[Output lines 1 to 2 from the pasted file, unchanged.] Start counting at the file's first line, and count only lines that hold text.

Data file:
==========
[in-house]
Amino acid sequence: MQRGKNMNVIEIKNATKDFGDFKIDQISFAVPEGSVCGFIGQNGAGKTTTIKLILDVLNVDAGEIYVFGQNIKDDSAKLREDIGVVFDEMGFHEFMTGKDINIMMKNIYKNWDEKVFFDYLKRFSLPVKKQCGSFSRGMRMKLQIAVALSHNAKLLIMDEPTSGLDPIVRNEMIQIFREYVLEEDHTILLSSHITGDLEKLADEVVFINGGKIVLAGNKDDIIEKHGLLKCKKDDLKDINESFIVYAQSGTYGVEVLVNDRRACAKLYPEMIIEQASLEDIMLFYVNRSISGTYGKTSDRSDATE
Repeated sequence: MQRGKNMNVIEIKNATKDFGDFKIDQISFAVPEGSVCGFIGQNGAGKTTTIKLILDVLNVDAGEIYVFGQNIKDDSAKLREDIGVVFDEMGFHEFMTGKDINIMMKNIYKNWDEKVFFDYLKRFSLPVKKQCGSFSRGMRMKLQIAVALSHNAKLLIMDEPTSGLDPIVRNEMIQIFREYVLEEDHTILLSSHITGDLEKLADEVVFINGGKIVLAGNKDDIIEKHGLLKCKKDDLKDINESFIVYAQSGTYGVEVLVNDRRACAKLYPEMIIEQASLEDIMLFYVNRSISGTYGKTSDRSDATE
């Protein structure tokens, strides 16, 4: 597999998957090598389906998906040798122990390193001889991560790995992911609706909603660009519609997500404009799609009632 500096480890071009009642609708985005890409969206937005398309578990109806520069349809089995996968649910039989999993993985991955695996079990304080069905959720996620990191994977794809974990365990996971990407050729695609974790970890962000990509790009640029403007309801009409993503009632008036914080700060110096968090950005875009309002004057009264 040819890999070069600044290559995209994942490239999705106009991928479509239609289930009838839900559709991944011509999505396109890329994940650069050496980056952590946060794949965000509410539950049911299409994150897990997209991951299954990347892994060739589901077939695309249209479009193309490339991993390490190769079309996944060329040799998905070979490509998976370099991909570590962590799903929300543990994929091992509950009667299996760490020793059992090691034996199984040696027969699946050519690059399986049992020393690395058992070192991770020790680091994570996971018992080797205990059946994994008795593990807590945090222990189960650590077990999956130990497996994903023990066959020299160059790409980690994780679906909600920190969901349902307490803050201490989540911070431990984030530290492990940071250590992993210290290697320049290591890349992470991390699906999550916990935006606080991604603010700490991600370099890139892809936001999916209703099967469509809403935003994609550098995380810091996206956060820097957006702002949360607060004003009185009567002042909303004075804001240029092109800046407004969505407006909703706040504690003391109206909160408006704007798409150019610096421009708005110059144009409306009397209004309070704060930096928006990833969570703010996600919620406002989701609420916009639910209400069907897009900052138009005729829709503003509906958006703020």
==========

[in-house]
Amino acid sequence: MQRGKNMNVIEIKNATKDFGDFKIDQISFAVPEGSVCGFIGQNGAGKTTTIKLILDVLNVDAGEIYVFGQNIKDDSAKLREDIGVVFDEMGFHEFMTGKDINIMMKNIYKNWDEKVFFDYLKRFSLPVKKQCGSFSRGMRMKLQIAVALSHNAKLLIMDEPTSGLDPIVRNEMIQIFREYVLEEDHTILLSSHITGDLEKLADEVVFINGGKIVLAGNKDDIIEKHGLLKCKKDDLKDINESFIVYAQSGTYGVEVLVNDRRACAKLYPEMIIEQASLEDIMLFYVNRSISGTYGKTSDRSDATE